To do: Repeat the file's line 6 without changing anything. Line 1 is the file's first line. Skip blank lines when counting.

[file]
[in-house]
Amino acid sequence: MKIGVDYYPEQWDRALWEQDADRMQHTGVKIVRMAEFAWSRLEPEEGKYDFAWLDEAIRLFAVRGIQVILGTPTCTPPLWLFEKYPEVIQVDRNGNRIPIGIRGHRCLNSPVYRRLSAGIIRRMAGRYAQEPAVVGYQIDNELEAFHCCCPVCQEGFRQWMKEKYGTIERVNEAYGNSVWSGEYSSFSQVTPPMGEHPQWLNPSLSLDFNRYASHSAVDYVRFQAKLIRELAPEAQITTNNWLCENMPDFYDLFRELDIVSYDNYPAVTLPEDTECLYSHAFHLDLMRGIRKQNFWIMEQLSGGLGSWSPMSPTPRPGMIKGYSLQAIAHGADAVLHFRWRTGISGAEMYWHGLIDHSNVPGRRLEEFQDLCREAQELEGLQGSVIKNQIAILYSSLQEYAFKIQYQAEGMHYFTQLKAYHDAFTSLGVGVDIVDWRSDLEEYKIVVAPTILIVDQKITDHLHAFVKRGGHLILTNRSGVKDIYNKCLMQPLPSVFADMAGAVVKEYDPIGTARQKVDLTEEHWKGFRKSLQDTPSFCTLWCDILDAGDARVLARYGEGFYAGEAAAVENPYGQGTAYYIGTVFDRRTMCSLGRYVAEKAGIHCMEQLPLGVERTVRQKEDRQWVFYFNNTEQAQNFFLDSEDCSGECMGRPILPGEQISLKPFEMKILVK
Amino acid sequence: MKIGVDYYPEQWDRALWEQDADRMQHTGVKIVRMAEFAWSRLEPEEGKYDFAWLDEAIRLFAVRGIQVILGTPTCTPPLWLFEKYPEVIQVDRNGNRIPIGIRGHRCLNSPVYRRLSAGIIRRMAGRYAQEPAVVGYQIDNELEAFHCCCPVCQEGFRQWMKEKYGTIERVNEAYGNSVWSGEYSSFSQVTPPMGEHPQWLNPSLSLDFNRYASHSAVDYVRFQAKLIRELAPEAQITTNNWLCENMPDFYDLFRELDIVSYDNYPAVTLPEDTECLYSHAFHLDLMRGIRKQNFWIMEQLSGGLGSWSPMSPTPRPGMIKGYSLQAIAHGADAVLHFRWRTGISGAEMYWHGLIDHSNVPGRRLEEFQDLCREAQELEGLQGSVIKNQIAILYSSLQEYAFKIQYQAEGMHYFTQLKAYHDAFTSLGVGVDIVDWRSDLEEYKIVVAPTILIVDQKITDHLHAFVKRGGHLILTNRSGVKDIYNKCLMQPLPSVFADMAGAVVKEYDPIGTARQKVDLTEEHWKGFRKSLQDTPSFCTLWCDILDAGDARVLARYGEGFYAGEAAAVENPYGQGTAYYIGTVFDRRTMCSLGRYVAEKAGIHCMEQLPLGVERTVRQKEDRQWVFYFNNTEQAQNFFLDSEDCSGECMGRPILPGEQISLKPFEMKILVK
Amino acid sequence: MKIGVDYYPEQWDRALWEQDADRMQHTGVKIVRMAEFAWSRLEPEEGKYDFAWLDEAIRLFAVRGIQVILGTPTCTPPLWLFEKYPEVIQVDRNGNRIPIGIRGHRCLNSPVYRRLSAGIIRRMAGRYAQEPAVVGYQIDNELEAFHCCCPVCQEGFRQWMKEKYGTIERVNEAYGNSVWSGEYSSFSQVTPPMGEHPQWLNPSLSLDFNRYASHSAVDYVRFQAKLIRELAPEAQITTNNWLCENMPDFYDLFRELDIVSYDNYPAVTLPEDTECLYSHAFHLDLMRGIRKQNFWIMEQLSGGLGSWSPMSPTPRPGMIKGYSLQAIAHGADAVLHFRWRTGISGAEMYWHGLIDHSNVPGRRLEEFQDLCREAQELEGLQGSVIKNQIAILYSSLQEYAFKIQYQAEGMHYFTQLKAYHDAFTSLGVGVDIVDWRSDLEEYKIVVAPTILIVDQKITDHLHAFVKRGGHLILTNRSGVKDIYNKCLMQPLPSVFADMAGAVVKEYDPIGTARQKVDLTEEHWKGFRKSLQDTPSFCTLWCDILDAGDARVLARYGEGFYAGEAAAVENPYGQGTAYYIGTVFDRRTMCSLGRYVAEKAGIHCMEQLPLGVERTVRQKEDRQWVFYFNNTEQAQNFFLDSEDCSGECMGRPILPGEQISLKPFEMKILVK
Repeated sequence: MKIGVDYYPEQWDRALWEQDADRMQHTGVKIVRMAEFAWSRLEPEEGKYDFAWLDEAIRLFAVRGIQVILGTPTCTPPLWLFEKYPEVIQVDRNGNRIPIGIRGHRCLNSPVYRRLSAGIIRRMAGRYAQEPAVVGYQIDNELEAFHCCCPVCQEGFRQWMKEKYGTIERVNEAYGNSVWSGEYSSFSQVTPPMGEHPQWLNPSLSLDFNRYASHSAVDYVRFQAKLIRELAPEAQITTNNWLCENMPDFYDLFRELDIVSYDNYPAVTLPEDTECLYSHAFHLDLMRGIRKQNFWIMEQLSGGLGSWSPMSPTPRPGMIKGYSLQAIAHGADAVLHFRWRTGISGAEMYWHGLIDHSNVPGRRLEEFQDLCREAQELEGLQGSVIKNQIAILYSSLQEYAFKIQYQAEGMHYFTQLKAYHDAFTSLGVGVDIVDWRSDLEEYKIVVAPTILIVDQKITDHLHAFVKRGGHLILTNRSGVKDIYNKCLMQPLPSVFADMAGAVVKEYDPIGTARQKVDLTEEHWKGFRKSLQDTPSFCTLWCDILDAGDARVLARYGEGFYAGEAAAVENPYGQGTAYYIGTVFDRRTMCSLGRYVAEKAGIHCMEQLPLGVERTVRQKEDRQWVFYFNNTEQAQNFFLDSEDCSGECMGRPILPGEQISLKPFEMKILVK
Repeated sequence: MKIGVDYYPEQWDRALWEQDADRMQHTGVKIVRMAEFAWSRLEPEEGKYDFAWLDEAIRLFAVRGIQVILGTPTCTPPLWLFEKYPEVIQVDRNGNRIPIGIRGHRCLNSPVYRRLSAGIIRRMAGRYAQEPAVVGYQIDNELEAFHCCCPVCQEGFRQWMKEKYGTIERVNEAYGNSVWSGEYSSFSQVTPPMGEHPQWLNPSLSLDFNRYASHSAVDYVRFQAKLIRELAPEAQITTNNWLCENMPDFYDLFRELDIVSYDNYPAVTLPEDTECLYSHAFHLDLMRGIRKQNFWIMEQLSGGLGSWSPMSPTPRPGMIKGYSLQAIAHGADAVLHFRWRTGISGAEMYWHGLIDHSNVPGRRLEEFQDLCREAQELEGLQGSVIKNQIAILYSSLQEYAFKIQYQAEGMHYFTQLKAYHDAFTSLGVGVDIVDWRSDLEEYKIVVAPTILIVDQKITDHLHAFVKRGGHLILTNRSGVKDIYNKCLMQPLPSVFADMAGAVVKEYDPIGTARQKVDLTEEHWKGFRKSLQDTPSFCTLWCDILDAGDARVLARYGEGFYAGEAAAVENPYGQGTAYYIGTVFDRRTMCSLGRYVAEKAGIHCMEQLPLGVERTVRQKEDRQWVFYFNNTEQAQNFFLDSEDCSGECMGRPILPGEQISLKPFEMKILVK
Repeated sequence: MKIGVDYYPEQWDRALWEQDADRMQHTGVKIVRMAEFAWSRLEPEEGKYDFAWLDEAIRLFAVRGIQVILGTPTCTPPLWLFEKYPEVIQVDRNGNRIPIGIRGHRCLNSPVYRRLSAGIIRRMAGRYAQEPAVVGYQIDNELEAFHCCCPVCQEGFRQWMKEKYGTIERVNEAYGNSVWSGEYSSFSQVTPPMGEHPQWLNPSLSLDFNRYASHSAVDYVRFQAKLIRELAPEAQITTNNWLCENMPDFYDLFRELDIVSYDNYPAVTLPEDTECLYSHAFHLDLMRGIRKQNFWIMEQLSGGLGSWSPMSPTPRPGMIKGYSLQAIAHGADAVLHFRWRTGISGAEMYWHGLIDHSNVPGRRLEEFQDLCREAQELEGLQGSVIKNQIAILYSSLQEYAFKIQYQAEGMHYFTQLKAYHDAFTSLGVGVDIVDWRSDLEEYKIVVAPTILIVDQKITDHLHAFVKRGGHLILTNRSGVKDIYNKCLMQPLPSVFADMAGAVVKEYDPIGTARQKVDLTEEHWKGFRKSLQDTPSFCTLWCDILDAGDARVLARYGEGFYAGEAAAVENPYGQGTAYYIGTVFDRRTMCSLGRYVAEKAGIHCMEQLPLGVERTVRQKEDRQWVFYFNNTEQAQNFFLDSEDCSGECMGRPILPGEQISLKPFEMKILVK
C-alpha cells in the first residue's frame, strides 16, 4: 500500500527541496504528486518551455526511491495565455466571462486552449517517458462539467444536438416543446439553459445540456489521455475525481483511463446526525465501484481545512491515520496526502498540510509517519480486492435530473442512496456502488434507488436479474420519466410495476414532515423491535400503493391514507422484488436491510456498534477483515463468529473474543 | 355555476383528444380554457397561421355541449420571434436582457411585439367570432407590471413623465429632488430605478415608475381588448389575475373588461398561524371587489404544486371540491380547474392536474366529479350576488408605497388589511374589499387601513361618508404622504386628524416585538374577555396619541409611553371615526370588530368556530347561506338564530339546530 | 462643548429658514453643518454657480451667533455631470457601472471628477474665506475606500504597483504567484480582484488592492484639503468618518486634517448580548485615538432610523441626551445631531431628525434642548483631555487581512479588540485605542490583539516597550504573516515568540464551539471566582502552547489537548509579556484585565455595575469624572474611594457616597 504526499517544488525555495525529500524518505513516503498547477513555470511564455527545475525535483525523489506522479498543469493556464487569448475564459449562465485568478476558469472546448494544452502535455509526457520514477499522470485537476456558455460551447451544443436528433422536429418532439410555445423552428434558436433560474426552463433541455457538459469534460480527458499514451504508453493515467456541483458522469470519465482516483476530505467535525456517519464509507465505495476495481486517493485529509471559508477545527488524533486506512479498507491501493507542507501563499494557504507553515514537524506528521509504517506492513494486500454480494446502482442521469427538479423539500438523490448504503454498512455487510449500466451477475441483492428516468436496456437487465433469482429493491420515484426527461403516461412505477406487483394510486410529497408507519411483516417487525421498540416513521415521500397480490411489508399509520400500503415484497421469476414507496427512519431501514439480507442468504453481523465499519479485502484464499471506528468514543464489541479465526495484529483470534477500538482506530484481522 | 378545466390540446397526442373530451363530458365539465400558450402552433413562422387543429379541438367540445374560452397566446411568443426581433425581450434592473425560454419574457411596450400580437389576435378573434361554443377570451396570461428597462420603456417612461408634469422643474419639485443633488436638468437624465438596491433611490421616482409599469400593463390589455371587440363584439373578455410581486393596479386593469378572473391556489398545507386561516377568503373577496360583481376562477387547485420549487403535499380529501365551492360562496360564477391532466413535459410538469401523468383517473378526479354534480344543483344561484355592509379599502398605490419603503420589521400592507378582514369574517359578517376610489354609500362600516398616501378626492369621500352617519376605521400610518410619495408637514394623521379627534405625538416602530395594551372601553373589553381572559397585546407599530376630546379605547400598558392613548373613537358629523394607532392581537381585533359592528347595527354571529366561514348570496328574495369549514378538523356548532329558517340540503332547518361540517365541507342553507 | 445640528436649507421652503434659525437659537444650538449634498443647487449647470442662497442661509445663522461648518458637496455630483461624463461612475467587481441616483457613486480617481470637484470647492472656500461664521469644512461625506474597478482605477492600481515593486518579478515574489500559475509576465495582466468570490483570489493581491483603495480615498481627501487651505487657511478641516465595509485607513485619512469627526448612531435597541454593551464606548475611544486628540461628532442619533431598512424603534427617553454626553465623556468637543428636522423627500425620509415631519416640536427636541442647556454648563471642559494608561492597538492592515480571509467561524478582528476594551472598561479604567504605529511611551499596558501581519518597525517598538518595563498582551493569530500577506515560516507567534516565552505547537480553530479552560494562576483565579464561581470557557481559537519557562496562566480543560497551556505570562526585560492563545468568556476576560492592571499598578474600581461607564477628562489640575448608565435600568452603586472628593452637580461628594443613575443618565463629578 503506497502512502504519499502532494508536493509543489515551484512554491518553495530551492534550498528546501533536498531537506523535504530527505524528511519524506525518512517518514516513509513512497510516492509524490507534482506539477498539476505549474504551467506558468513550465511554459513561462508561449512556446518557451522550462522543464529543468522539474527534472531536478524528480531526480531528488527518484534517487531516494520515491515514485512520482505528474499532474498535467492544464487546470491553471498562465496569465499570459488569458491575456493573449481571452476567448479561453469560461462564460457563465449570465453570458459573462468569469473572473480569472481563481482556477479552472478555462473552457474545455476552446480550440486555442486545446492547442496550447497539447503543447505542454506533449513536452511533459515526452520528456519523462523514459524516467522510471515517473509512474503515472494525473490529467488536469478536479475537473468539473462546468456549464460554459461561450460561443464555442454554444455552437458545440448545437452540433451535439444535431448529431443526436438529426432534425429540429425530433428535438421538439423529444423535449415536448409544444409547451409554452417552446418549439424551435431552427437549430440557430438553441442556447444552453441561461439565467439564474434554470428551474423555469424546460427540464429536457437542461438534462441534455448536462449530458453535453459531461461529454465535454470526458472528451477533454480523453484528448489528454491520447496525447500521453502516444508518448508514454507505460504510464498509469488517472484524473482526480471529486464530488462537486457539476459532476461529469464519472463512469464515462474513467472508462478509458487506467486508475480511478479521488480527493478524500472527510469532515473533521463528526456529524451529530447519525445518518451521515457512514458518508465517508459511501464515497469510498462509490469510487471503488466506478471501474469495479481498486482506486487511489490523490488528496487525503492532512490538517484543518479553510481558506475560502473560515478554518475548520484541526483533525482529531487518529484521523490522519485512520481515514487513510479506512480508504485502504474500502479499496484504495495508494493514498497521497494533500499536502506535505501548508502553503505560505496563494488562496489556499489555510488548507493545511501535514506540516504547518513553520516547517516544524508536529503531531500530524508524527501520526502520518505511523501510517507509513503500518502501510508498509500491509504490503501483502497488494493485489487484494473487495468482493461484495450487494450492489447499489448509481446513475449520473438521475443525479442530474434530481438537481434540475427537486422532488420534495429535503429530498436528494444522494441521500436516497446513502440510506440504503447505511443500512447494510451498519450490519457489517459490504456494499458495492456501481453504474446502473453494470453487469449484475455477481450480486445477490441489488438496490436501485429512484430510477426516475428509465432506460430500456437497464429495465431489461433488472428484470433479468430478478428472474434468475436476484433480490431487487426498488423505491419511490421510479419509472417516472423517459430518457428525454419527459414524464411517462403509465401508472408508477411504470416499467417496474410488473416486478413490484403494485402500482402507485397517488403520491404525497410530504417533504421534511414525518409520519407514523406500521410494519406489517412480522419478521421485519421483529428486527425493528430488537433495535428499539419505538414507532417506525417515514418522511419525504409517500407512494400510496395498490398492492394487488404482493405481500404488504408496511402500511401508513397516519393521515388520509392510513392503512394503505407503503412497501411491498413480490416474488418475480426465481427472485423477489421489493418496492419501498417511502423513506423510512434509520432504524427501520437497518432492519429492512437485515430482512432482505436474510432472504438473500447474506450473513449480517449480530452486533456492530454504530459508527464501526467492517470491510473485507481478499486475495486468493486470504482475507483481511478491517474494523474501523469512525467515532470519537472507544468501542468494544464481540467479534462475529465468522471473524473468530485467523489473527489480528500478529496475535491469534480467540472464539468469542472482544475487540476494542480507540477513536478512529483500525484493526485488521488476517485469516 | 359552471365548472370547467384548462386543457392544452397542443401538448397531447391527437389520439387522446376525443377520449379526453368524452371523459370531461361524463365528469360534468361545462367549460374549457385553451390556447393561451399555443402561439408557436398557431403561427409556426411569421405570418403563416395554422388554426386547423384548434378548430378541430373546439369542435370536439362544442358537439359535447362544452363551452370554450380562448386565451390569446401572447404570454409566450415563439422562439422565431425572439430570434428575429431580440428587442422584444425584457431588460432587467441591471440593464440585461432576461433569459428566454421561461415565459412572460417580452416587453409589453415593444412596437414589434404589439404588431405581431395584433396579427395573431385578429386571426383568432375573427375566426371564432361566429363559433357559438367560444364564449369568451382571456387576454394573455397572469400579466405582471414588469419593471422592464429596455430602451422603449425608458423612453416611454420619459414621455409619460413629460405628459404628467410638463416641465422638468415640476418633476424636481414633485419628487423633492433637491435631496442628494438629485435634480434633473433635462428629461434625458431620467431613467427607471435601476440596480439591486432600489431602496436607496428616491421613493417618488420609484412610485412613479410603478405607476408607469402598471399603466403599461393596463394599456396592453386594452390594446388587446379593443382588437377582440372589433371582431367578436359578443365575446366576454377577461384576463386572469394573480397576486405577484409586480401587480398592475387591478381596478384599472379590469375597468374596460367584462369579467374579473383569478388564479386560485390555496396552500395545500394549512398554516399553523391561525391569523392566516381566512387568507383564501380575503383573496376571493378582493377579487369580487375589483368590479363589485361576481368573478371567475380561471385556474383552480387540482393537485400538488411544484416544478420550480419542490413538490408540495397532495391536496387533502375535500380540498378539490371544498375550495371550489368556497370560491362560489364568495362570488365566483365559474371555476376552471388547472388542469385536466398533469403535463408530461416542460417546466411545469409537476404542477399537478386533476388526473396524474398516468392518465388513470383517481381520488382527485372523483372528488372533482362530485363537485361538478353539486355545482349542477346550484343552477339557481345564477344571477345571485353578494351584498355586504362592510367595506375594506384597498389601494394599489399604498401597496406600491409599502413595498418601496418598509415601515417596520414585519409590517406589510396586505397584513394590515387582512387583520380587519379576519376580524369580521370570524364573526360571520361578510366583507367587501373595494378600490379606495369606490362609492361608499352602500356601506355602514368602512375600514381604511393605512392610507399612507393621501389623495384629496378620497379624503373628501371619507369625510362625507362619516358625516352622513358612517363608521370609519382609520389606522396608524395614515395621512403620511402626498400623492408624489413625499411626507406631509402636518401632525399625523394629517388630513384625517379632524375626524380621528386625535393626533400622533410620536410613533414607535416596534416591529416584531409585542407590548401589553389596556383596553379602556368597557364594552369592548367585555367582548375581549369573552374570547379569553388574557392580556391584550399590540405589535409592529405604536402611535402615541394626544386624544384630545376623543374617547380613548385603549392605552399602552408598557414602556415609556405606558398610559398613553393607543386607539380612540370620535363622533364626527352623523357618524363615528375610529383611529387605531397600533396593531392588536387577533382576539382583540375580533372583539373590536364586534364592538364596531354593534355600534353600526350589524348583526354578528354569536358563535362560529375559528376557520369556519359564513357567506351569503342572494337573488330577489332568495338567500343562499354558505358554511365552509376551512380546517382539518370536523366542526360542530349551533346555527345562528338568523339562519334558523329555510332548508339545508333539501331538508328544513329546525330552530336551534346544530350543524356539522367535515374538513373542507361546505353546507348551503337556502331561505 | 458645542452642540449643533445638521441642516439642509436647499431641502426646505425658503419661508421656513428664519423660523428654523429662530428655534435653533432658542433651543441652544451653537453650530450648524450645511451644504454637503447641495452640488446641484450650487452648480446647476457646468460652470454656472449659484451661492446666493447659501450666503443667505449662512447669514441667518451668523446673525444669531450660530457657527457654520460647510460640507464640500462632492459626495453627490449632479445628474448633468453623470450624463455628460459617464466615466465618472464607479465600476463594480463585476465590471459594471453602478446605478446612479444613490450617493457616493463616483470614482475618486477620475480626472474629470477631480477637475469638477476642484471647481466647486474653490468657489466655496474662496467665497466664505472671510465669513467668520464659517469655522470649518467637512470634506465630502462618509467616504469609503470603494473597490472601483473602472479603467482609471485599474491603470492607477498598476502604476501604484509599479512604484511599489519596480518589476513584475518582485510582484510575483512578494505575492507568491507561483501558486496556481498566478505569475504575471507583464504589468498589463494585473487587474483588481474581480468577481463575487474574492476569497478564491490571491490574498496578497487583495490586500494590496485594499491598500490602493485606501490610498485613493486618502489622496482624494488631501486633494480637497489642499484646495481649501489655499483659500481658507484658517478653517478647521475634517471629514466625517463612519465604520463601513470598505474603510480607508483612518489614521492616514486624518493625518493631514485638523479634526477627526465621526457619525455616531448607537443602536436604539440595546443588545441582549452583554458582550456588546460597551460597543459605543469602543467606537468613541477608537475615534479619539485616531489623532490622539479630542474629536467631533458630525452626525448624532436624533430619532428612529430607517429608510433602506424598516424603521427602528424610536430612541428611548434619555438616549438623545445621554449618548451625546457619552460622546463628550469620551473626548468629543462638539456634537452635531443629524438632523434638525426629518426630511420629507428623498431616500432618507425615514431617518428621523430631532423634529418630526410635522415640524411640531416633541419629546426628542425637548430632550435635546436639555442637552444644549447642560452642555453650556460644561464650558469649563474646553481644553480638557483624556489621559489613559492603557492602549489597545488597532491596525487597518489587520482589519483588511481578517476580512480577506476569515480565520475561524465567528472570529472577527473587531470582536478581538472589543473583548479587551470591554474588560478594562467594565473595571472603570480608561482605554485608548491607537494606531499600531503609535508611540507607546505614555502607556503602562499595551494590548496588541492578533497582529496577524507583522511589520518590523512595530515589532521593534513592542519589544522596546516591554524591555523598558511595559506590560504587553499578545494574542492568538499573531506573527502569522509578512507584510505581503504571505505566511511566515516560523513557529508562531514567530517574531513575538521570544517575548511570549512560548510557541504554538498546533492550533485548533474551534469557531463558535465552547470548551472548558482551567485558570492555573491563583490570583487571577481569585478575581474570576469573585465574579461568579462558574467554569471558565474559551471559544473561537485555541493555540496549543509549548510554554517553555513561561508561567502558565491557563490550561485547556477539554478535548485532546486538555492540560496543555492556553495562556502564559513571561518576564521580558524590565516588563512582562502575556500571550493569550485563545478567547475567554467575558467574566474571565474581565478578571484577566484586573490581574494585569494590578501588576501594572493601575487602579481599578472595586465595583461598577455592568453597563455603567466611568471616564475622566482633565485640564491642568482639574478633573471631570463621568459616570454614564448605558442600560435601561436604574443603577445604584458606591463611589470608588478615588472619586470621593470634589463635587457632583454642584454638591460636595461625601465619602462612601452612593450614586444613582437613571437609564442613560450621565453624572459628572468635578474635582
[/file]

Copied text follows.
Repeated sequence: MKIGVDYYPEQWDRALWEQDADRMQHTGVKIVRMAEFAWSRLEPEEGKYDFAWLDEAIRLFAVRGIQVILGTPTCTPPLWLFEKYPEVIQVDRNGNRIPIGIRGHRCLNSPVYRRLSAGIIRRMAGRYAQEPAVVGYQIDNELEAFHCCCPVCQEGFRQWMKEKYGTIERVNEAYGNSVWSGEYSSFSQVTPPMGEHPQWLNPSLSLDFNRYASHSAVDYVRFQAKLIRELAPEAQITTNNWLCENMPDFYDLFRELDIVSYDNYPAVTLPEDTECLYSHAFHLDLMRGIRKQNFWIMEQLSGGLGSWSPMSPTPRPGMIKGYSLQAIAHGADAVLHFRWRTGISGAEMYWHGLIDHSNVPGRRLEEFQDLCREAQELEGLQGSVIKNQIAILYSSLQEYAFKIQYQAEGMHYFTQLKAYHDAFTSLGVGVDIVDWRSDLEEYKIVVAPTILIVDQKITDHLHAFVKRGGHLILTNRSGVKDIYNKCLMQPLPSVFADMAGAVVKEYDPIGTARQKVDLTEEHWKGFRKSLQDTPSFCTLWCDILDAGDARVLARYGEGFYAGEAAAVENPYGQGTAYYIGTVFDRRTMCSLGRYVAEKAGIHCMEQLPLGVERTVRQKEDRQWVFYFNNTEQAQNFFLDSEDCSGECMGRPILPGEQISLKPFEMKILVK